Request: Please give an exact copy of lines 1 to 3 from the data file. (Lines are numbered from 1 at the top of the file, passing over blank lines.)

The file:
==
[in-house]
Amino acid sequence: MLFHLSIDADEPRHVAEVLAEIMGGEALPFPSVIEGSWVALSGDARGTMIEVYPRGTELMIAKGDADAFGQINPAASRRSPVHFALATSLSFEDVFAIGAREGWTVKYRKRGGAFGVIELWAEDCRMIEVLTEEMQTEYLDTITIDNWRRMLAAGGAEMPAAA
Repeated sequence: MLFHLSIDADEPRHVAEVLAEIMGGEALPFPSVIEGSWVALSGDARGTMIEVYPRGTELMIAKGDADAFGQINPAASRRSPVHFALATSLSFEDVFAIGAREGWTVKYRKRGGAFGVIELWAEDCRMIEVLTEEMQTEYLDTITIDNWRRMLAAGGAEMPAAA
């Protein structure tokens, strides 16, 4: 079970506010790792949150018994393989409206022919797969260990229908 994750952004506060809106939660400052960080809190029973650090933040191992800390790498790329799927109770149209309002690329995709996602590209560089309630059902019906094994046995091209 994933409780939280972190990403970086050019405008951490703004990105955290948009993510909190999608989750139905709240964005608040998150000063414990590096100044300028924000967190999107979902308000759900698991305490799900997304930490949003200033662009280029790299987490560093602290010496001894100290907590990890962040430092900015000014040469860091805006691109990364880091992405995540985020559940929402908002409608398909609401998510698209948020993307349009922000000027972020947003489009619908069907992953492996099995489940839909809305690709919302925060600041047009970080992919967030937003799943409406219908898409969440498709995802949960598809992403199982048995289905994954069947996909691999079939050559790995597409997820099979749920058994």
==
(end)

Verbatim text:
[in-house]
Amino acid sequence: MLFHLSIDADEPRHVAEVLAEIMGGEALPFPSVIEGSWVALSGDARGTMIEVYPRGTELMIAKGDADAFGQINPAASRRSPVHFALATSLSFEDVFAIGAREGWTVKYRKRGGAFGVIELWAEDCRMIEVLTEEMQTEYLDTITIDNWRRMLAAGGAEMPAAA
Repeated sequence: MLFHLSIDADEPRHVAEVLAEIMGGEALPFPSVIEGSWVALSGDARGTMIEVYPRGTELMIAKGDADAFGQINPAASRRSPVHFALATSLSFEDVFAIGAREGWTVKYRKRGGAFGVIELWAEDCRMIEVLTEEMQTEYLDTITIDNWRRMLAAGGAEMPAAA